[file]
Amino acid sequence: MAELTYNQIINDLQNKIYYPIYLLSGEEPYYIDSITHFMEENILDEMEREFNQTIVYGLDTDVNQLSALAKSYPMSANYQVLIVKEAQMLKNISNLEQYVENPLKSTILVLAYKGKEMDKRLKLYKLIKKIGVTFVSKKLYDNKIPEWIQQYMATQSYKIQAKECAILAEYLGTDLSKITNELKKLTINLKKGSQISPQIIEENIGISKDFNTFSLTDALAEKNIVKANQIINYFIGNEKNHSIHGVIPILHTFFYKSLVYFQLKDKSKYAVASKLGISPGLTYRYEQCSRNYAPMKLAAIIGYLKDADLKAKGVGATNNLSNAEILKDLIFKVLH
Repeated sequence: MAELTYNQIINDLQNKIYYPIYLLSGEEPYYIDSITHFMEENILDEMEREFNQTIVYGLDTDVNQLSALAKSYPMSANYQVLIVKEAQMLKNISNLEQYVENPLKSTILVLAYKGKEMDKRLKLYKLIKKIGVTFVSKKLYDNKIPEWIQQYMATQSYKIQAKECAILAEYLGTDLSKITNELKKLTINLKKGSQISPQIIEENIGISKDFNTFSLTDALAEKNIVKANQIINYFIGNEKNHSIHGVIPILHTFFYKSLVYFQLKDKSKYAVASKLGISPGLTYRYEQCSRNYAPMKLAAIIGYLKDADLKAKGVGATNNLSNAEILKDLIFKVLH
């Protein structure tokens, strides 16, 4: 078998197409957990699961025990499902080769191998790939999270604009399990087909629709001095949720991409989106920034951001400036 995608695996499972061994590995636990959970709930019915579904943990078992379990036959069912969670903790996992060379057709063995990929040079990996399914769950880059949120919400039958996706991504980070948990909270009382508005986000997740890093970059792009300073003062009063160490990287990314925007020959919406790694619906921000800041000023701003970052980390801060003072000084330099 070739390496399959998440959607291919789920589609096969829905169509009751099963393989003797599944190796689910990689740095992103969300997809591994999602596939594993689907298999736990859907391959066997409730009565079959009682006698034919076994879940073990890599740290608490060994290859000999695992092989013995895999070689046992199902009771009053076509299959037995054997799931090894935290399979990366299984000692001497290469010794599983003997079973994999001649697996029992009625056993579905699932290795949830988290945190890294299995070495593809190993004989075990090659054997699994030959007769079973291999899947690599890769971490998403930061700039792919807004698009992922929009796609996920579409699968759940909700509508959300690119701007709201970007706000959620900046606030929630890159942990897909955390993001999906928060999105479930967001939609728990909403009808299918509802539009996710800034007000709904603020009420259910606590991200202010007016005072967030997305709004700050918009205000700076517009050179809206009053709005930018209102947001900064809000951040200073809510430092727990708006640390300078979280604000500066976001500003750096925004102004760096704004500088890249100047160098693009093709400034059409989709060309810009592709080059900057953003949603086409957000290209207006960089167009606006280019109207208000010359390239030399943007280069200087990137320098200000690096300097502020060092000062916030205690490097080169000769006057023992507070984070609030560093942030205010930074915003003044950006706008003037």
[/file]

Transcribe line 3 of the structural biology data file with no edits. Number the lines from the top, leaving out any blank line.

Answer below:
């Protein structure tokens, strides 16, 4: 078998197409957990699961025990499902080769191998790939999270604009399990087909629709001095949720991409989106920034951001400036 995608695996499972061994590995636990959970709930019915579904943990078992379990036959069912969670903790996992060379057709063995990929040079990996399914769950880059949120919400039958996706991504980070948990909270009382508005986000997740890093970059792009300073003062009063160490990287990314925007020959919406790694619906921000800041000023701003970052980390801060003072000084330099 070739390496399959998440959607291919789920589609096969829905169509009751099963393989003797599944190796689910990689740095992103969300997809591994999602596939594993689907298999736990859907391959066997409730009565079959009682006698034919076994879940073990890599740290608490060994290859000999695992092989013995895999070689046992199902009771009053076509299959037995054997799931090894935290399979990366299984000692001497290469010794599983003997079973994999001649697996029992009625056993579905699932290795949830988290945190890294299995070495593809190993004989075990090659054997699994030959007769079973291999899947690599890769971490998403930061700039792919807004698009992922929009796609996920579409699968759940909700509508959300690119701007709201970007706000959620900046606030929630890159942990897909955390993001999906928060999105479930967001939609728990909403009808299918509802539009996710800034007000709904603020009420259910606590991200202010007016005072967030997305709004700050918009205000700076517009050179809206009053709005930018209102947001900064809000951040200073809510430092727990708006640390300078979280604000500066976001500003750096925004102004760096704004500088890249100047160098693009093709400034059409989709060309810009592709080059900057953003949603086409957000290209207006960089167009606006280019109207208000010359390239030399943007280069200087990137320098200000690096300097502020060092000062916030205690490097080169000769006057023992507070984070609030560093942030205010930074915003003044950006706008003037």